It's not that "Arthur" is a bad movie--it's not. But that's exactly why it should have never been made.
Also, Jennifer Garner has to stop being a breath of fresh air in second-rate movies. This is precisely the career path that will lead her to star in an NBC sitcom in three years' time with Kate Hudson and Topher Grace. Please don't let this happen.
By the way, what's Garner's workout routine? Lifting paint cans full of cement between takes? Bench-pressing the craft services table? Aspects must be culled from from Strongman competitions. Her arms and back looked huge in "Arthur."
I'm pretty confident that I could handle all comers in a female actress battle royale, except for Garner and possibly Angela Bassett.
Anyway, this review originally appeared in "ICON" and is reprinted with the permission of everyone's favorite redhead, Trina Robba.
Joel and Ethan Coen's inspired, Western noir take on 1969's sappy True Grit demonstrated the cardinal rule of remakes: Make sure the property is in dire need of repair before considering renovation. If a director can't improve the original product, then what's the point of revisiting it?
That question is practically a leitmotiv in the new version of Arthur, a movie so unnecessary that its mere presence is redundant. The 1981 original, starring Dudley Moore as the millionaire man-child title character and John Gielgud as his long-suffering valet, doesn't creak like some older comedies, a testament to director Steve Gordon's charming, crackling screenplay. Rent the movie—it holds up.
But since Gordon, Moore, and Gielgud are all dead—and no one consulted me—we're subjected to the unhinged Russell Brand as the rudderless, fun-loving tycoon. An alcoholic womanizer whose idea of a good time is taking the Batmobile for a joyride around New York, he's a tabloid editor's best friend. If not for Arthur's ever-present nanny, Hobson (Helen Mirren), the young man's obituary would have been written years ago.
His mother (Geraldine James), who runs a mega-successful, multi-faced corporation, has had enough. She gives her only child—and heir to the family fortune—an ultimatum: Arthur must marry Susan Johnson (Jennifer Garner), an attractive corporate go-getter, or he's cut off. He reluctantly agrees, but the arrangement becomes stifling when Arthur meets the working-class, adorably attired Naomi (Greta Gerwig). There's obviously a connection between the two, but can love triumph over financial security?
I'll give you one guess. The lack of romantic suspense doesn't affect the enjoyment. What kills Arthur 2.0 is that its attempts to shake things up fall so flat. Susan was a minor character in the original. Here she's a shrill, humorless Gordon Gekko in Prada monster whose only function is to make the audience realize whom Arthur should choose. And she has a father (Nick Nolte) who's an overtly threatening, rough-around-the-edges man's man! (Having two pros like Garner and Nolte play such stupid sieves should be a federal violation of some sort.) Mirren is fine as Hobson, but director Jason Winer makes her into a tolerant surrogate mother. The beauty of Gielgud's Oscar-winning performance was that though he stood by his ward, he couldn't stand Arthur.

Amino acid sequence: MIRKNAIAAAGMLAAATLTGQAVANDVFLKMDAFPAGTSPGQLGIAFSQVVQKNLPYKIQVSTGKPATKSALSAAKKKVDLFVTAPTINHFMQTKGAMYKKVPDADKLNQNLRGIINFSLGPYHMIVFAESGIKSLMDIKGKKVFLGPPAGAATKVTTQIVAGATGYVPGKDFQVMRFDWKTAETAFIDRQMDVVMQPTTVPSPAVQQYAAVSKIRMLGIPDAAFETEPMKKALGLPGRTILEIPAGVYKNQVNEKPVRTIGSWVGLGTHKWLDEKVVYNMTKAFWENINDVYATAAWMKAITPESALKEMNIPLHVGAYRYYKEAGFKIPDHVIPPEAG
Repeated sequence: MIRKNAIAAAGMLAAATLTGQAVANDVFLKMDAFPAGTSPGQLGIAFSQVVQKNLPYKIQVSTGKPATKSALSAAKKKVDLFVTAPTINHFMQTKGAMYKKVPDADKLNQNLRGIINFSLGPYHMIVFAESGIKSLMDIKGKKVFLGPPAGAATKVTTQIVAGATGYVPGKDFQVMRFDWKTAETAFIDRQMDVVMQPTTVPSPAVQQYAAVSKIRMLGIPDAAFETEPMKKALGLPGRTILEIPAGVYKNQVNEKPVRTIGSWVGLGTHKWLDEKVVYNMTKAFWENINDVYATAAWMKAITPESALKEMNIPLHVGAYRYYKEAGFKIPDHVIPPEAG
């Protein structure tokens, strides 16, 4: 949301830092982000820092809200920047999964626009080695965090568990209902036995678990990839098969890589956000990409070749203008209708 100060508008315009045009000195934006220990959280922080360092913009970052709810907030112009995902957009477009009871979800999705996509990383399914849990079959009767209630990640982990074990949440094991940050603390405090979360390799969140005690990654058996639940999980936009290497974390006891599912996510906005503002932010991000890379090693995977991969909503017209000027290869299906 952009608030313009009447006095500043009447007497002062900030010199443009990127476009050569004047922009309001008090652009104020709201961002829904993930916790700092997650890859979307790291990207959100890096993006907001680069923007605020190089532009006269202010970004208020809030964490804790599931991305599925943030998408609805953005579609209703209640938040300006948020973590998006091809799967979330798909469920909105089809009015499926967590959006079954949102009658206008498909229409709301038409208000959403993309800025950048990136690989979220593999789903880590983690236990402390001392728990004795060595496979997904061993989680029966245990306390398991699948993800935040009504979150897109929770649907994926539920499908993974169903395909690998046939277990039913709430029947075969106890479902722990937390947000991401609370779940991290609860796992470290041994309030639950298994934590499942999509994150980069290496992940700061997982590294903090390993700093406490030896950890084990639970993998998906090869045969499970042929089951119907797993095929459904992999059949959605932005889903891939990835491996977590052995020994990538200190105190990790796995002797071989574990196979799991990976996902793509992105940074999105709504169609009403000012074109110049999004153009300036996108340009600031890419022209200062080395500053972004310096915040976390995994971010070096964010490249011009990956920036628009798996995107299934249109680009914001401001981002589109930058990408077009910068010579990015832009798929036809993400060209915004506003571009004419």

The only notable improvement from the first film is the casting of Gerwig. Long considered a cinematic breath of fresh air, the Greenberg star steals the movie as Arthur's soul mate. She remains blissfully natural. Some actresses have to huff and puff to reach winsome, but like Amy Adams, Gerwig does it without breaking a sweat.
That brings us to Brand. Moviegoers might remember the manic British comedian for his work as hipster doofus rock star Aldous Snow in Forgetting Sarah Marshall and the unbearable Get Him to the Greek. Brand is best enjoyed in small doses; he's almost like the comedic version of Daniel Day-Lewis. In Arthur, Brand is in nearly every scene. He isn't annoying, but his character's constantly shifting personality is. One minute, Arthur is witty. The next, he's child-like. Suddenly, he's partying like Charlie Sheen's eager protégé.
It's hard to warm up to an undefined character, and Brand's physical presence makes it even harder. Equipped with the build of a buff scarecrow, a mop of inky black hair, and a gaunt, serious face, he never resembles lovable. Brand looks so much like a professional goofball that he's a stranger in his own movie. This is the wrong kind of showcase for Brand, who can't even convey that underneath Arthur's lavish tomfoolery lies a lonely, miserable man. He's nothing but good times.
Arthur is just a marketing gimmick, a purposeless new spin on an old favorite, like blue ketchup or square bagels. It's not that Arthur is terrible. Thanks to Gerwig and a quip-heavy script, it's sometimes sprightly and fun. Overall, it's OK. But if you're going to remake a borderline comedy classic that's remembered fondly by millions, OK won't cut it. Judging by the movie's lackluster showing at the box office, audiences agree. [PG-13]